Interpreting Apathy

After the Project Work Presentation, I seem ’empowered’ by a strong sense of apathy – but the feeling ultimately stems from something else (not the Project Work). I have always been curious about the feeling of apathy, given how infectious it has been amongst the youth and the elderly in recent times. There are reasons for being happy and sad, emotions correlate with some matters in reality and so should apathy – but what?

The answer struck me as I continue to pursue the roots of the emotion, backtracking from the feeling to it’s source. I realized that apathy can be generally explained by ‘an expected sense of disappointment’. In other words, people are apathetic towards something because they feel that the outcome would be disappointing to them. Therefore, apathy can be easily summarized by the line, ‘What’s the point of doing [something]?’. I considered a few cases: Why would people be apathetic towards nation-building? Because they believe that they can effect no change (a huge source of disappointment and a great opportunity to ask ‘What’s the point?’). Then why would youths be apathetic towards some traditional art form? Probably because they think they wouldn’t be successful in mastering it anyway.

Having understood the explanation behind apathy, I questioned the sudden emergence of such an emotion in the times of modernization. I believe it is because of the flow of information and the infamous preoccupation with speed. Wanting to succeed quickly, and being able to see how many have done so, one with the expectation that one would be disappointed quickly becomes discouraged and do not even care to engage in the activity. But why do I mention that I am ’empowered’ by apathy. The feeling, I realised, stems from the expectation for disappointment but it acts as a reaction to this expectation – it does so by dismissing the activity/task in concern. In other words, when I know I can’t effect a change in terms of nation-building, I think nation-building is not important. In that way, I continue to justify my disregard for the activity I expect to be disappointed in.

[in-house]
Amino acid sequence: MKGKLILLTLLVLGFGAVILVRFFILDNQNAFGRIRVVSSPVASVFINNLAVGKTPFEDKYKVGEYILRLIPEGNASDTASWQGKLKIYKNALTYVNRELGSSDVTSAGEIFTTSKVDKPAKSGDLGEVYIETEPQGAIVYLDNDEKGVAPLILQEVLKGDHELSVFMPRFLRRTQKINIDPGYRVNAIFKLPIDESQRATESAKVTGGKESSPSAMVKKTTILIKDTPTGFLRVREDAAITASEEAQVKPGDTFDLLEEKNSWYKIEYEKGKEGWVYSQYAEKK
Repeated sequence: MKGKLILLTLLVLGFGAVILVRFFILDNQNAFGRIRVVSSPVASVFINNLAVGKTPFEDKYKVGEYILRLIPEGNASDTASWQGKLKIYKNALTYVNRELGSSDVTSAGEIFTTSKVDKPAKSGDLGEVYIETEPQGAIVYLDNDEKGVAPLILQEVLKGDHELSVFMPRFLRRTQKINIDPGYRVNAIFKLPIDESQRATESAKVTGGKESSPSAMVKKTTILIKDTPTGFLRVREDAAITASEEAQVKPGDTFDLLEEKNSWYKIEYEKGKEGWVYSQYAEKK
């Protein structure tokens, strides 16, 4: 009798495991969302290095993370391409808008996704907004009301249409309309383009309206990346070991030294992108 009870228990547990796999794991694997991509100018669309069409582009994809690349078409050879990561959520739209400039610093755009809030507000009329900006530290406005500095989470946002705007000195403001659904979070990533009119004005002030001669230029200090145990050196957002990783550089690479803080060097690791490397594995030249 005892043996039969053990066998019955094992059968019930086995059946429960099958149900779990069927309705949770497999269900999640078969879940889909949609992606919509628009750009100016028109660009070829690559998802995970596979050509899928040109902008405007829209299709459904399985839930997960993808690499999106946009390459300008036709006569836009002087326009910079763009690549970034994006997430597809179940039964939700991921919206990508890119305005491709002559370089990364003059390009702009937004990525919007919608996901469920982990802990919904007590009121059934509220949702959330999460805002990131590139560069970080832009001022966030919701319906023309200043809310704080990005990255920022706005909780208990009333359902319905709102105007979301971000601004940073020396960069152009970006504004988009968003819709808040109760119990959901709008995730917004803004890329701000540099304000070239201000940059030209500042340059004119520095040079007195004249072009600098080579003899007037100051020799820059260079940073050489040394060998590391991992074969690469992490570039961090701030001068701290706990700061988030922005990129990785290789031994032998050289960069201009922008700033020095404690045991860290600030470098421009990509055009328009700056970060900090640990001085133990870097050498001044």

I guess apathy is a strong barrier that helps holds us up most of the time. It is perhaps an important feeling for those with some kind of inferiority complex, but unfortunately, apathy is one that leads to further isolation, very much in line with the existantialist standpoint. Nothing can rid anyone of apathy other than the wearing off of the expectation of disappointment – probably anything that can build confidence. Apathy can destroy policies and plans within systems, but it also disrupts the spirit of man and may not necessarily be something healthy to feel about. Though existantialists may tend to disagree.

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